Invasive implantation and intimate placental associations in a placentotrophic African lizard, Trachylepis ivensi (Scincidae)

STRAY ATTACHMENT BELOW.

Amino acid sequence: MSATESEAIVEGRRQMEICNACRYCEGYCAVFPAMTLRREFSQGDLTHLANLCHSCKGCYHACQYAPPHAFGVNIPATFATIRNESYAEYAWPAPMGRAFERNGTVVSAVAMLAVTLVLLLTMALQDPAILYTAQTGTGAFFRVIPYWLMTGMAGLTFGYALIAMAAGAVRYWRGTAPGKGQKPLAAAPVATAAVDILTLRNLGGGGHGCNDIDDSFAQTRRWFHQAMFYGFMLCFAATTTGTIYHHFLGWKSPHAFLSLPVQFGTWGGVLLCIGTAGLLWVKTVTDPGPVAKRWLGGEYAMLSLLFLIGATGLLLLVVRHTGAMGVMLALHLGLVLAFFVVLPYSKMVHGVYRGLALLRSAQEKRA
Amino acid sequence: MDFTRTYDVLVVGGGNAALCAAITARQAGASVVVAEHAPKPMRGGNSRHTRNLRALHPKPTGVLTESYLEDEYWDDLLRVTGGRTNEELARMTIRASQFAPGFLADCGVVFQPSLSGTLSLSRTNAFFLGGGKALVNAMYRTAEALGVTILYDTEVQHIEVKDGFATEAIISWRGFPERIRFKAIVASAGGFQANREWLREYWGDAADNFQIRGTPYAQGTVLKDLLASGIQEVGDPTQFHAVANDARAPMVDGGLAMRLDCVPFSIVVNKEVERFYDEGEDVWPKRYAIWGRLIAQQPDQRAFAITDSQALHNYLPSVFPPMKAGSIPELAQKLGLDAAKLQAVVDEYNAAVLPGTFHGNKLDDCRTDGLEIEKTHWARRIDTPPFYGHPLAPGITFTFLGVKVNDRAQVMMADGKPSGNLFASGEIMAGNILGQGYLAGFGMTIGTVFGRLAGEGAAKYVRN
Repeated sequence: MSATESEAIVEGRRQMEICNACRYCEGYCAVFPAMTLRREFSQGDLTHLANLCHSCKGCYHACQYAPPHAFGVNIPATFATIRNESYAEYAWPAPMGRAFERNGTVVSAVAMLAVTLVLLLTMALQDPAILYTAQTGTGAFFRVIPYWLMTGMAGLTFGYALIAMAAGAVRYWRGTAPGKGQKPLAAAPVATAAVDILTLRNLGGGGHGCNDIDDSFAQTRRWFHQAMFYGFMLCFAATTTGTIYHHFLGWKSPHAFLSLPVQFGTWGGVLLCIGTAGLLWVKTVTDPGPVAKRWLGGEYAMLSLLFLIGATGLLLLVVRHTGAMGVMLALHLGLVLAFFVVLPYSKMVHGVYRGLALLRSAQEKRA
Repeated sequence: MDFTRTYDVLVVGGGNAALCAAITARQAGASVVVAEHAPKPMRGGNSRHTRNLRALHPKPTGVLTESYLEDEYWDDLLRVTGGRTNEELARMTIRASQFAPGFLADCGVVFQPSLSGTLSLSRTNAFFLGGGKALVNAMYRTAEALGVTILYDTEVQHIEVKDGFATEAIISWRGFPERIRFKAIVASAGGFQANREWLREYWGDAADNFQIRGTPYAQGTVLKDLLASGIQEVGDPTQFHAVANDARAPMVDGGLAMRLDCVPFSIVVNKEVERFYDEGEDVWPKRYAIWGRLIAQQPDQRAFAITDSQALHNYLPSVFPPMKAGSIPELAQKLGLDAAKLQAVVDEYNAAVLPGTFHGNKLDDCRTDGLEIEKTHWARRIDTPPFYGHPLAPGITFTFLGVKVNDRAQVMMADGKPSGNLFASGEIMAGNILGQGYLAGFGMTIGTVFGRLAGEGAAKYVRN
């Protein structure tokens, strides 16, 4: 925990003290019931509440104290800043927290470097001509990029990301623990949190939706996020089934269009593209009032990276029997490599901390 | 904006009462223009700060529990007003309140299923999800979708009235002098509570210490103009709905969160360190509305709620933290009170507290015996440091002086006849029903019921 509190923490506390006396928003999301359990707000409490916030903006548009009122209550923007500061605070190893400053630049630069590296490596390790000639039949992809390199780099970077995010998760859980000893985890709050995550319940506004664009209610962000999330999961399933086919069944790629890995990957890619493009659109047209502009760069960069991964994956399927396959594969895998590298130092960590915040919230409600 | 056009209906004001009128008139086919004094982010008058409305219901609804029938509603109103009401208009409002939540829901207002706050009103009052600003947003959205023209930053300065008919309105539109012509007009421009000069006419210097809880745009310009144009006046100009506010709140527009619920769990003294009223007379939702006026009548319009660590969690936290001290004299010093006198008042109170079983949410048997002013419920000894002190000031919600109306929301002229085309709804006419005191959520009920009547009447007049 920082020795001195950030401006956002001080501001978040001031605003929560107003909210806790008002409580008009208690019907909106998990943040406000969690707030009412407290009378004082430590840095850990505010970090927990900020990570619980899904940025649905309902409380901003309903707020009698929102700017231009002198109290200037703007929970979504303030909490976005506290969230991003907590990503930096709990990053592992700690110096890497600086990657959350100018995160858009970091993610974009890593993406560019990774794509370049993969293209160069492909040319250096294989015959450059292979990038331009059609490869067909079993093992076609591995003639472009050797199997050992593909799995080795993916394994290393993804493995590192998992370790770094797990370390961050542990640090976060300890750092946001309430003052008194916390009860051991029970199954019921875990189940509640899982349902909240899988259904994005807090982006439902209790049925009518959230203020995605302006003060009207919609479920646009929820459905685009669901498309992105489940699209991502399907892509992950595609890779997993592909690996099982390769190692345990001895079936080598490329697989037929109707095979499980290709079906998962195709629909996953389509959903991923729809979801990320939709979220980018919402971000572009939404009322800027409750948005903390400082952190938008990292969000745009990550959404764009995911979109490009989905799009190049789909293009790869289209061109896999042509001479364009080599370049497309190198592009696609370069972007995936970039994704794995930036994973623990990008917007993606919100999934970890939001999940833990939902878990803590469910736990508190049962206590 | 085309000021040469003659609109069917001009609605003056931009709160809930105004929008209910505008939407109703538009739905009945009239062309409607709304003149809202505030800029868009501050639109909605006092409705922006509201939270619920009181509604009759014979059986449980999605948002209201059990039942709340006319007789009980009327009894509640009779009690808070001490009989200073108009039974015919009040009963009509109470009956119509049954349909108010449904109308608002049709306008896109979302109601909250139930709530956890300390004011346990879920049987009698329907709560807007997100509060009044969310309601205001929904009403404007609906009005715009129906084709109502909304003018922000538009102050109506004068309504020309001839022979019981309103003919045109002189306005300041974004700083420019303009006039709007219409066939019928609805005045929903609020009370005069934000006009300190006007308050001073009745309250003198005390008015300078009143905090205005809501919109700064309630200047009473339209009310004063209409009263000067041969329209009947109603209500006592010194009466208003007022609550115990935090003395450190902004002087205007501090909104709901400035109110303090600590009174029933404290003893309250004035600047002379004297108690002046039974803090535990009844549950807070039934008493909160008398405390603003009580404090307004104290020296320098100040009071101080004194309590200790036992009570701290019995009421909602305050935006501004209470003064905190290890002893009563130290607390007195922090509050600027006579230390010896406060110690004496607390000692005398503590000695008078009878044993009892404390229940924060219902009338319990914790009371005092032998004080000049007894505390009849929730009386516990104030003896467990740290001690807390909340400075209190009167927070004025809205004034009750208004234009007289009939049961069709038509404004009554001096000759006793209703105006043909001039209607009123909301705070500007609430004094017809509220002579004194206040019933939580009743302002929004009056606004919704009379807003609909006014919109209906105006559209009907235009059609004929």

In the viviparous lizard Trachylepis ivensi (Scincidae) of central Africa, reproducing females ovulate tiny ~1 mm eggs and supply the nutrients for development by placental means. Histological study shows that this species has evolved an extraordinary placental pattern long thought to be confined to mammals, in which fetal tissues invade the uterine lining to contact maternal blood vessels. The vestigial shell membrane disappears very early in development, allowing the egg to absorb uterine secretions. The yolk is enveloped precocially by the trilaminar yolk sac and no isolated yolk mass or yolk cleft develops. Early placentas are formed from the chorion and choriovitelline membranes during the neurula through pharyngula stages. During implantation, cells of the chorionic ectoderm penetrate between uterine epithelial cells. The penetrating tissue undergoes hypertrophy and hyperplasia, giving rise to sheets of epithelial tissue that invade beneath the uterine epithelium, stripping it away. As a result, fetal epithelium entirely replaces the uterine epithelium, and lies in direct contact with maternal capillaries and connective tissue. Placentation is endotheliochorial and fundamentally different from that of all other viviparous reptiles known. Further, the pattern of fetal membrane development (with successive loss and re-establishment of an extensive choriovitelline membrane) is unique among vertebrates. T. ivensi represents a new extreme in placental specializations of reptiles, and is the most striking case of convergence on the developmental features of viviparous mammals known. © 2011 Wiley Periodicals, Inc.